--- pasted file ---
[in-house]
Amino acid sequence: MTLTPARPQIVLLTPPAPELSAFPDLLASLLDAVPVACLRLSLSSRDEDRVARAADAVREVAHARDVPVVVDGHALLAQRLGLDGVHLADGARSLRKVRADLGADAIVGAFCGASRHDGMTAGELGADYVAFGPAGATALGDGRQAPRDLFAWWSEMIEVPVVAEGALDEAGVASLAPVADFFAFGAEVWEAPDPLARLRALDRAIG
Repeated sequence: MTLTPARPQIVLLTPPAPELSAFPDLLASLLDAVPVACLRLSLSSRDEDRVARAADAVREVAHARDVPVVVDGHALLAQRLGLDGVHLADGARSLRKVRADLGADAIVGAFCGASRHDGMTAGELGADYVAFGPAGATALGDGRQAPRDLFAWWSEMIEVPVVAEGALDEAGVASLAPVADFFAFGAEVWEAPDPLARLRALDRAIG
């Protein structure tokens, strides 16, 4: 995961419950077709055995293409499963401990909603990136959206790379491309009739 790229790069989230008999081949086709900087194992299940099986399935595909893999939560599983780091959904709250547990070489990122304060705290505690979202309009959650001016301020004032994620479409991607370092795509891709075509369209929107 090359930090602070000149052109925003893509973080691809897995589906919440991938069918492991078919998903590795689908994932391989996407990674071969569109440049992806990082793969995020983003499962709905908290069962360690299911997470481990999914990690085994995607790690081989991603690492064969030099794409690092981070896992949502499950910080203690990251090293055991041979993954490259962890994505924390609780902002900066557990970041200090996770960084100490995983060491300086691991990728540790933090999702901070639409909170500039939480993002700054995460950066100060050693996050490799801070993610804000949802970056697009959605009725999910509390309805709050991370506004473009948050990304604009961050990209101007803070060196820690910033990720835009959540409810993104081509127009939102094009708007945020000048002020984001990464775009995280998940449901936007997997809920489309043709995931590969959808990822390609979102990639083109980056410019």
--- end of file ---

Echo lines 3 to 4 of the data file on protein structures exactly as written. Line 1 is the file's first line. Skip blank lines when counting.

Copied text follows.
Repeated sequence: MTLTPARPQIVLLTPPAPELSAFPDLLASLLDAVPVACLRLSLSSRDEDRVARAADAVREVAHARDVPVVVDGHALLAQRLGLDGVHLADGARSLRKVRADLGADAIVGAFCGASRHDGMTAGELGADYVAFGPAGATALGDGRQAPRDLFAWWSEMIEVPVVAEGALDEAGVASLAPVADFFAFGAEVWEAPDPLARLRALDRAIG
């Protein structure tokens, strides 16, 4: 995961419950077709055995293409499963401990909603990136959206790379491309009739 790229790069989230008999081949086709900087194992299940099986399935595909893999939560599983780091959904709250547990070489990122304060705290505690979202309009959650001016301020004032994620479409991607370092795509891709075509369209929107 090359930090602070000149052109925003893509973080691809897995589906919440991938069918492991078919998903590795689908994932391989996407990674071969569109440049992806990082793969995020983003499962709905908290069962360690299911997470481990999914990690085994995607790690081989991603690492064969030099794409690092981070896992949502499950910080203690990251090293055991041979993954490259962890994505924390609780902002900066557990970041200090996770960084100490995983060491300086691991990728540790933090999702901070639409909170500039939480993002700054995460950066100060050693996050490799801070993610804000949802970056697009959605009725999910509390309805709050991370506004473009948050990304604009961050990209101007803070060196820690910033990720835009959540409810993104081509127009939102094009708007945020000048002020984001990464775009995280998940449901936007997997809920489309043709995931590969959808990822390609979102990639083109980056410019």